Is it time to ditch the dress code of golf and relax the rules? By Callum Ferguson
Is It Time For Golf To Ditch The Dress Code?
There is always plenty of talk surrounding golf’s dress code and a Tweet from PGA Pro Thomas Devine in May showing juniors playing in hoodies and tracksuit bottoms created much debate.
At the time this sparked hundreds of comments regarding the dress code within golf and whether it is time to relax or even remove a dress code all together.
Below we take a look at reasons for and against ditching golf’s dress code including what you think.
Reasons for the dress code to change
Many believe that getting rid of the dress code will help to break the elitist stereotype of golf and help to gain a new demographic of players into the sport.
Facilities are closing up and down the country and it is important to understand why this is happening; the dress code may have driven newcomers away from the game.
The table below from England Golf’s 2018 Club Membership Questionnaire shows that there has been a slight decrease in the amount of junior girls and boys that are playing golf weekly.
I think that if golf courses want to see an increase in members and more people playing weekly, then lowering the barriers to play, like the dress code along with cost and accessibility, should be main priorities for them.
It is also important to see more juniors play weekly as they will be the future of the sport in years to come.
A more relaxed dress code could get more juniors playing frequently.
Golf is already perceived as one of the most expensive sports due high prices of equipment and membership deals etc.
So why add to this cost with buying golf-specific clothes to uphold the out-of-date dress code?
Instead, golfers should have the option to save cash by wearing what they want, which some people would find more comfortable compared to golf clothing.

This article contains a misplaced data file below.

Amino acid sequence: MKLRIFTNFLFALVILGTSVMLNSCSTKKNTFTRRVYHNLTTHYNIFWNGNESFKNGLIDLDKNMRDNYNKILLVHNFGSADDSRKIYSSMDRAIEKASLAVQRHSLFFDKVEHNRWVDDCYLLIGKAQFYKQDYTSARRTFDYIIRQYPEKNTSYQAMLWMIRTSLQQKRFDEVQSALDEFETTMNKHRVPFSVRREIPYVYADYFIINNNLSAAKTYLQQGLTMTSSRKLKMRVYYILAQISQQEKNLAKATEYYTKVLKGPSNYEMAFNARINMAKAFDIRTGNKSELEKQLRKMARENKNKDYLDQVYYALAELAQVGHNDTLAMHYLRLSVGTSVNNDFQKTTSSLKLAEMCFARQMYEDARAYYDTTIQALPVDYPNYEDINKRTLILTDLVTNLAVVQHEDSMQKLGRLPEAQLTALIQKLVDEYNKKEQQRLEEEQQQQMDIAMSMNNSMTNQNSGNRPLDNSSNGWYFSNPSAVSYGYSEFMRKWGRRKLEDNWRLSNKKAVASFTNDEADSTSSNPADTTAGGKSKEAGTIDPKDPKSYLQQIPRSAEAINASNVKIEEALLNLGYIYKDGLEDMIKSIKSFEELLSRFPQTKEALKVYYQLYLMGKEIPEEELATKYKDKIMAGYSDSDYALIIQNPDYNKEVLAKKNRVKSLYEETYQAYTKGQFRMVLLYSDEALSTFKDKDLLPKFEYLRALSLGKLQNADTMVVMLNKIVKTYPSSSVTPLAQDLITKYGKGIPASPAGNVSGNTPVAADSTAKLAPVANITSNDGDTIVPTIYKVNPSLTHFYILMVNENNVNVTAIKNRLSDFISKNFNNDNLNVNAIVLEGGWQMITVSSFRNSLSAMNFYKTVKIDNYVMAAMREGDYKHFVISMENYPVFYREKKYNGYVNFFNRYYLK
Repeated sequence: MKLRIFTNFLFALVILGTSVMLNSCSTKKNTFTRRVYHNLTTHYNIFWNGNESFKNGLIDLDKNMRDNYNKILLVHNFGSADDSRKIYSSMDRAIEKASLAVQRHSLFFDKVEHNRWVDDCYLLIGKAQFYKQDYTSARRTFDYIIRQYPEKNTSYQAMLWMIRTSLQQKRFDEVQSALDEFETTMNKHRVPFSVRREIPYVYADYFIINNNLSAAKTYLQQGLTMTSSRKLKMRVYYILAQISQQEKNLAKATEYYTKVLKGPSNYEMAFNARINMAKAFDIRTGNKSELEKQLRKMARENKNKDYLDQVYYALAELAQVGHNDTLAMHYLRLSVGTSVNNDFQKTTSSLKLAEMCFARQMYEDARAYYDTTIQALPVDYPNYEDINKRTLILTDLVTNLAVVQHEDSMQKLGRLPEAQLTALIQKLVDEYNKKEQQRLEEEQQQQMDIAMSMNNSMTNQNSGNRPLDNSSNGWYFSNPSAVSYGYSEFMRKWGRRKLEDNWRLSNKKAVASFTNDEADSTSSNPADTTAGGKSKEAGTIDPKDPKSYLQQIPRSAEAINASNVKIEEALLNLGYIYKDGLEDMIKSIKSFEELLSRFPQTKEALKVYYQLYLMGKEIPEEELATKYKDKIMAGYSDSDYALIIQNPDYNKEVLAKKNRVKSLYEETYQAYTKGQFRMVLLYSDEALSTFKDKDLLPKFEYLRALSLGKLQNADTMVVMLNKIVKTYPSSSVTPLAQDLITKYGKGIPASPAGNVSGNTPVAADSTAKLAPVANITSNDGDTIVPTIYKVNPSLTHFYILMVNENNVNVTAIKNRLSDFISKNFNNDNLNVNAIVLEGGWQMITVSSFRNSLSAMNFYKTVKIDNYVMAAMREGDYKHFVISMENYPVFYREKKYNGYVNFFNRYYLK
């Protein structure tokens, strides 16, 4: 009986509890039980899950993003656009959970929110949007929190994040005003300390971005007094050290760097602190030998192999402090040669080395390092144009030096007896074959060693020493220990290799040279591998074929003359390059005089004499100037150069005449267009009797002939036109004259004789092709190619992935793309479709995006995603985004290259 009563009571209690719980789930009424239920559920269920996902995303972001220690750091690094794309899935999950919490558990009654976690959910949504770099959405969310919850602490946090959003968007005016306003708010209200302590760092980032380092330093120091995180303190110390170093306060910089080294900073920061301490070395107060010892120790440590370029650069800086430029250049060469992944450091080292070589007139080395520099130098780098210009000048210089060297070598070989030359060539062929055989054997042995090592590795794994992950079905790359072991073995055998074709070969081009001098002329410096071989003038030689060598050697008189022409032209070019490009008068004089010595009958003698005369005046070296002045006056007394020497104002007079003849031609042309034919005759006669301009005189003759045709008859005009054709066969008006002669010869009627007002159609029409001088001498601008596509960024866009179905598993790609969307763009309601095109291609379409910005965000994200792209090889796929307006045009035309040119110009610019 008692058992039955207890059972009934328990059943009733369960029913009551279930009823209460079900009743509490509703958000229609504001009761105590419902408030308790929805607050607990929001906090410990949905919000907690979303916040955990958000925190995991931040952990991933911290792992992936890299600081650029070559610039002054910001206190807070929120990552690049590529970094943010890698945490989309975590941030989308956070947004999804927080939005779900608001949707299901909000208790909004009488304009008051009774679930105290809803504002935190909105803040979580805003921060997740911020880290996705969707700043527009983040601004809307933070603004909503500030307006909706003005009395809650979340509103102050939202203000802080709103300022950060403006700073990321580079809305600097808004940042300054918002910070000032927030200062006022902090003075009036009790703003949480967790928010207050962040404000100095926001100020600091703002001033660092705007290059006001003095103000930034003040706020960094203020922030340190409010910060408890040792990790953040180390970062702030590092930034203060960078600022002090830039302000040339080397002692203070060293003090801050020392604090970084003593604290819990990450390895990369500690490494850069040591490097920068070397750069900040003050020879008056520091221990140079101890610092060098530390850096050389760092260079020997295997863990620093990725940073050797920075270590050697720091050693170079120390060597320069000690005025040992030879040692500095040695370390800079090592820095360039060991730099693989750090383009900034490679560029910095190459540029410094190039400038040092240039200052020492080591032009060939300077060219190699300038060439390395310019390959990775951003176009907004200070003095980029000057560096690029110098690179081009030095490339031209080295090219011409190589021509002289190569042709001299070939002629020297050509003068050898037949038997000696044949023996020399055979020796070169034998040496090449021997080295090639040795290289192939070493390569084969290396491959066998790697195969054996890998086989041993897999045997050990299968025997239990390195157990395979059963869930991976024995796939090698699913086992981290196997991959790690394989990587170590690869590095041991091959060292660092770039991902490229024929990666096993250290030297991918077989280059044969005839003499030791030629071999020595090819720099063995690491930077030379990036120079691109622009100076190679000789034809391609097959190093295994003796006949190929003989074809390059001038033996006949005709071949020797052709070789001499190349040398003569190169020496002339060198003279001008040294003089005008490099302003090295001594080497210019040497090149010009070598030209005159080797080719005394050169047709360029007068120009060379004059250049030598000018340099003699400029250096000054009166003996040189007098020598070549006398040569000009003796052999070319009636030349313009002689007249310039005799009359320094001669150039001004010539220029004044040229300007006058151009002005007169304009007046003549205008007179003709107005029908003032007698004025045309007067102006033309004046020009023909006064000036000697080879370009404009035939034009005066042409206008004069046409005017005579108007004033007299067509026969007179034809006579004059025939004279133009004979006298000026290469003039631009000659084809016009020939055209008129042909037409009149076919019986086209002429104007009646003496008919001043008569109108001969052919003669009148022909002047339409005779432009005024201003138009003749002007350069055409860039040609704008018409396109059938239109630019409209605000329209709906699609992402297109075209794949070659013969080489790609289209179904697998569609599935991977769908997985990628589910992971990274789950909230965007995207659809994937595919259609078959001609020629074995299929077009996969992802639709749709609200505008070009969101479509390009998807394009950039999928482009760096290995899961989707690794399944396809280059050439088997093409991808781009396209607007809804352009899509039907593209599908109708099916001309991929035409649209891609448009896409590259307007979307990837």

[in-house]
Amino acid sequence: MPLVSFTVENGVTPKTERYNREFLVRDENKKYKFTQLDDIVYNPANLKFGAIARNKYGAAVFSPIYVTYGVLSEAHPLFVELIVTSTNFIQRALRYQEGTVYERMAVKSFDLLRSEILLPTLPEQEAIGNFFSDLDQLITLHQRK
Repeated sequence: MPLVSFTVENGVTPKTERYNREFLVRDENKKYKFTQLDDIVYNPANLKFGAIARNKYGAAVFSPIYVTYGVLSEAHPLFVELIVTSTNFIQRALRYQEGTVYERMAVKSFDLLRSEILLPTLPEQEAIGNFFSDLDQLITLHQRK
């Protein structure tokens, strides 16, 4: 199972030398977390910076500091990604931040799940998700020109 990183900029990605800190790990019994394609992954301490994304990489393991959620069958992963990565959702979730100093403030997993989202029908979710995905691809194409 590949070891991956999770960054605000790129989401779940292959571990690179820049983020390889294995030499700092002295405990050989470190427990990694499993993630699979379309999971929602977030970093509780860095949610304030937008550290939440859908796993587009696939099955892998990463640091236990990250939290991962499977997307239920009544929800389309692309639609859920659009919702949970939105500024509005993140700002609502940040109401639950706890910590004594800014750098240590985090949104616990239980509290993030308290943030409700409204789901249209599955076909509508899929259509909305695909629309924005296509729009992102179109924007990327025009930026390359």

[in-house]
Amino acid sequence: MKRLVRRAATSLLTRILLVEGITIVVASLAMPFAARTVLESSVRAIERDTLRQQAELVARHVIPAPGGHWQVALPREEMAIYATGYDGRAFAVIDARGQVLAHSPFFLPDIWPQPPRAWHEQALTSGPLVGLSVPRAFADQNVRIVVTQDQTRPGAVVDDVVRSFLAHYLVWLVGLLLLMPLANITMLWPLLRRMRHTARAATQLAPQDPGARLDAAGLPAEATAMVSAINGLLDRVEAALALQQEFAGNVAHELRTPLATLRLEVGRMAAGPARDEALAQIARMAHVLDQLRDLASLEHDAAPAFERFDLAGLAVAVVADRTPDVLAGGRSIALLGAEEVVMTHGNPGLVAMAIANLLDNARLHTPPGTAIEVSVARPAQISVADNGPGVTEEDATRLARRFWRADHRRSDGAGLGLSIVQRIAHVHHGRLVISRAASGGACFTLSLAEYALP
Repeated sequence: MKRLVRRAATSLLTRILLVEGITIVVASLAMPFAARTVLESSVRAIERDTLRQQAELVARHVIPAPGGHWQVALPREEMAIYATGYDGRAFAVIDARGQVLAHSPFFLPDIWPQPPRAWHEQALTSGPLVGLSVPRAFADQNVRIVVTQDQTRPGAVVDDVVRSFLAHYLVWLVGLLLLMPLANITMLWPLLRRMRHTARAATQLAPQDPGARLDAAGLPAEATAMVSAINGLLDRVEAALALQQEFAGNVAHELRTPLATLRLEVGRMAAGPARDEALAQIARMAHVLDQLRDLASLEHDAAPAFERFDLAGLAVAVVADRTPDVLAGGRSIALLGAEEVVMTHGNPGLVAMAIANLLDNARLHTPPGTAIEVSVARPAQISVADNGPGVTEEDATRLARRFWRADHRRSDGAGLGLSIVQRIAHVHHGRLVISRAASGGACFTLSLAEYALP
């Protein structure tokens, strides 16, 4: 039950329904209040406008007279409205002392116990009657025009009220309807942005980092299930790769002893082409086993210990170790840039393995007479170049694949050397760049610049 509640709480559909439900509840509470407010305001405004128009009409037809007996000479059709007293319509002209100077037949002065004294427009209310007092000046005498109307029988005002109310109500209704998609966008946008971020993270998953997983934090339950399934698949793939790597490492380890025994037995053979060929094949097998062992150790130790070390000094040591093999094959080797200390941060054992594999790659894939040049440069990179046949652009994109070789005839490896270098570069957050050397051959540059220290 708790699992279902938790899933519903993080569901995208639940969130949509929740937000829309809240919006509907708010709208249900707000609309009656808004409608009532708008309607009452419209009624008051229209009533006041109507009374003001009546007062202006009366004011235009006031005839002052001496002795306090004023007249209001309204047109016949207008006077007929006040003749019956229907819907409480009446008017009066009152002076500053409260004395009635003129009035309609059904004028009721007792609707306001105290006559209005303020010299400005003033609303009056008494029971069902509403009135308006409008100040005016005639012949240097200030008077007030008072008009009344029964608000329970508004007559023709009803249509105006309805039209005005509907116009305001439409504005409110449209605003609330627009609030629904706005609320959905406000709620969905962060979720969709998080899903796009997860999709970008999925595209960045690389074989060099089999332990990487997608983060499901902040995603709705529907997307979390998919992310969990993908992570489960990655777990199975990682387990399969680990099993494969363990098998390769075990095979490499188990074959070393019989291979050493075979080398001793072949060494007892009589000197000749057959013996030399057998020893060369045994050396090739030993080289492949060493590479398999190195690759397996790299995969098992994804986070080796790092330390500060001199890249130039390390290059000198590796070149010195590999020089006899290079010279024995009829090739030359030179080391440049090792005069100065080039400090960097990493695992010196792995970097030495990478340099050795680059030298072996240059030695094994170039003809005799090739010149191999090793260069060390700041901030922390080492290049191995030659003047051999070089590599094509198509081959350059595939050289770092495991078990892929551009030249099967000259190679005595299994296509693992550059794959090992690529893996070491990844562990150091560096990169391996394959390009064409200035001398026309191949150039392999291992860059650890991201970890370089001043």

This will lower the cost of golf and, I believe, will again help to get more people into golf.
Over the past five-or-so years TopGolf has seen an increase in popularity across the UK, with their platform TopTracer also having great success – it recently reached its 50th install in the UK.
According to the Golf Business, 37% of TopGolf’s 13 million guests it entertains annually are non-golfers.
This shows that there is a clear interest for people to want to get into golf.
However, when it comes to playing on courses, there isn’t the same demand.
If golf courses relax the dress code, this will make it easier for non-golfers to take it up.
Reasons for the dress code to remain as it it
A large portion of golfers will believe that there is no need to change the dress code, which has been in place for numerous years.
All sports have a dress code, whether that is in football, tennis or basketball.
Golf should be exactly the same and it as it is a part of the game we all know and love.
In recent years, many clubs have already adapted their dress code rules to allow jeans and casual wear in the clubhouse with mobile phone usage also changing to suit the times.
This has benefitted many members who no longer feel like they are walking on egg shells around their own golf courses.
It isn’t just the clubhouse where things have been relaxed either, with spikeless shoes, collarless shirts and hooded tops seen both on the professional tours and at clubs alike.
So is there a need to completely abolish the dress code?
Some players may be concerned whether removing a dress code would result in a lowering of course etiquette, so perhaps the dress code should be more relaxed for juniors rather than all golfers.
In order to gain more of a following for golf from youngsters, a relaxed dress code would allow them to feel comfortable around golf courses and add a more ‘friendly feel’.
There are many initiatives like the ‘Girls Golf Rocks’ programme which aims to get more girls into golf where young girls can have a go at golf at their local golf course.
During this programme, non-member golfers are not required to turn up with golf clothing, which adds a relaxed tone to the programme.
I’m certain that many other youngsters would get into golf should the dress code be relaxed.
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